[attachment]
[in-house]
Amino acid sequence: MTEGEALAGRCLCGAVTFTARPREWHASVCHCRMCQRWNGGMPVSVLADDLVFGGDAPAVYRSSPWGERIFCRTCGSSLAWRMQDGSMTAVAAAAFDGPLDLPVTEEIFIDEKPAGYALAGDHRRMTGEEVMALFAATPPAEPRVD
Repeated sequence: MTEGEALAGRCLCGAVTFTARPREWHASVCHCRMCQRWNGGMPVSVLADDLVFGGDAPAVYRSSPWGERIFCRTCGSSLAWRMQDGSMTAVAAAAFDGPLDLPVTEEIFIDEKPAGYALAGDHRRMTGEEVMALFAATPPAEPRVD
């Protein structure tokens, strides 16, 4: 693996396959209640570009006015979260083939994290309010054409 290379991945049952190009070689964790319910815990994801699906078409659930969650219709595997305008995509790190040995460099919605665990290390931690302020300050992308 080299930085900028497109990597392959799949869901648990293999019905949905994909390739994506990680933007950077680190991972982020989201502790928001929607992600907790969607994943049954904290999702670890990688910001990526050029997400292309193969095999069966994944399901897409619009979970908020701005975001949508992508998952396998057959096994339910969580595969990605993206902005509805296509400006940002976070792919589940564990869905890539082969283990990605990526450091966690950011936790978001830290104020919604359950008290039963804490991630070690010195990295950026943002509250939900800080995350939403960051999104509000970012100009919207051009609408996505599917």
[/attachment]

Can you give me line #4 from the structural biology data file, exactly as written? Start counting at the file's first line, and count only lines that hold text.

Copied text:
């Protein structure tokens, strides 16, 4: 693996396959209640570009006015979260083939994290309010054409 290379991945049952190009070689964790319910815990994801699906078409659930969650219709595997305008995509790190040995460099919605665990290390931690302020300050992308 080299930085900028497109990597392959799949869901648990293999019905949905994909390739994506990680933007950077680190991972982020989201502790928001929607992600907790969607994943049954904290999702670890990688910001990526050029997400292309193969095999069966994944399901897409619009979970908020701005975001949508992508998952396998057959096994339910969580595969990605993206902005509805296509400006940002976070792919589940564990869905890539082969283990990605990526450091966690950011936790978001830290104020919604359950008290039963804490991630070690010195990295950026943002509250939900800080995350939403960051999104509000970012100009919207051009609408996505599917």